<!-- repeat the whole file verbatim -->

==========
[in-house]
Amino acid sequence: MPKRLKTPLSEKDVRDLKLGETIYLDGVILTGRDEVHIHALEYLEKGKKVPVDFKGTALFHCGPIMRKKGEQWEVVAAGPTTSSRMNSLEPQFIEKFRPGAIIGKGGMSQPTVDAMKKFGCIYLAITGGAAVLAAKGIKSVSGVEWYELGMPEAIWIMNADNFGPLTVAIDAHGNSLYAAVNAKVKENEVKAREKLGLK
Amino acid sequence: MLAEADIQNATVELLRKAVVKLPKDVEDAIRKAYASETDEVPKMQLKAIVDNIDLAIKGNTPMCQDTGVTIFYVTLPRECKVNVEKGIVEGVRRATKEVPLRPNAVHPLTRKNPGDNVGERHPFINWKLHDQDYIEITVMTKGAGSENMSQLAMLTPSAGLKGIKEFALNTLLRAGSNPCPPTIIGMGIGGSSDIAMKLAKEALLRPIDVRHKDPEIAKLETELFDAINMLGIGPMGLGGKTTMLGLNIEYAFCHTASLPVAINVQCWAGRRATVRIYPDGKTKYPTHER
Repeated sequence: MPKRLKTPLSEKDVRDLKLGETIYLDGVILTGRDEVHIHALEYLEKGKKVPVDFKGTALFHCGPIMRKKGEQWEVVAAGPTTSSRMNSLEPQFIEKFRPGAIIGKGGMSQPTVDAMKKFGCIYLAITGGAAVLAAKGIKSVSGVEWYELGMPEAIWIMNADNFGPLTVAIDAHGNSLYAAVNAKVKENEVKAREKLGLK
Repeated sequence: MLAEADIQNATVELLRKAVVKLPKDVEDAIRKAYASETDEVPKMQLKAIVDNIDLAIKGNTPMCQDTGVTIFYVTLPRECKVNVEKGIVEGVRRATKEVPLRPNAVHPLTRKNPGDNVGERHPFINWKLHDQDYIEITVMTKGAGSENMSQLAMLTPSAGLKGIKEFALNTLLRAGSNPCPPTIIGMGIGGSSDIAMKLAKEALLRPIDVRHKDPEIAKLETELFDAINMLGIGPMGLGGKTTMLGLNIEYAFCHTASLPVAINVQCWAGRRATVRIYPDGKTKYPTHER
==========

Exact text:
[in-house]
Amino acid sequence: MPKRLKTPLSEKDVRDLKLGETIYLDGVILTGRDEVHIHALEYLEKGKKVPVDFKGTALFHCGPIMRKKGEQWEVVAAGPTTSSRMNSLEPQFIEKFRPGAIIGKGGMSQPTVDAMKKFGCIYLAITGGAAVLAAKGIKSVSGVEWYELGMPEAIWIMNADNFGPLTVAIDAHGNSLYAAVNAKVKENEVKAREKLGLK
Amino acid sequence: MLAEADIQNATVELLRKAVVKLPKDVEDAIRKAYASETDEVPKMQLKAIVDNIDLAIKGNTPMCQDTGVTIFYVTLPRECKVNVEKGIVEGVRRATKEVPLRPNAVHPLTRKNPGDNVGERHPFINWKLHDQDYIEITVMTKGAGSENMSQLAMLTPSAGLKGIKEFALNTLLRAGSNPCPPTIIGMGIGGSSDIAMKLAKEALLRPIDVRHKDPEIAKLETELFDAINMLGIGPMGLGGKTTMLGLNIEYAFCHTASLPVAINVQCWAGRRATVRIYPDGKTKYPTHER
Repeated sequence: MPKRLKTPLSEKDVRDLKLGETIYLDGVILTGRDEVHIHALEYLEKGKKVPVDFKGTALFHCGPIMRKKGEQWEVVAAGPTTSSRMNSLEPQFIEKFRPGAIIGKGGMSQPTVDAMKKFGCIYLAITGGAAVLAAKGIKSVSGVEWYELGMPEAIWIMNADNFGPLTVAIDAHGNSLYAAVNAKVKENEVKAREKLGLK
Repeated sequence: MLAEADIQNATVELLRKAVVKLPKDVEDAIRKAYASETDEVPKMQLKAIVDNIDLAIKGNTPMCQDTGVTIFYVTLPRECKVNVEKGIVEGVRRATKEVPLRPNAVHPLTRKNPGDNVGERHPFINWKLHDQDYIEITVMTKGAGSENMSQLAMLTPSAGLKGIKEFALNTLLRAGSNPCPPTIIGMGIGGSSDIAMKLAKEALLRPIDVRHKDPEIAKLETELFDAINMLGIGPMGLGGKTTMLGLNIEYAFCHTASLPVAINVQCWAGRRATVRIYPDGKTKYPTHER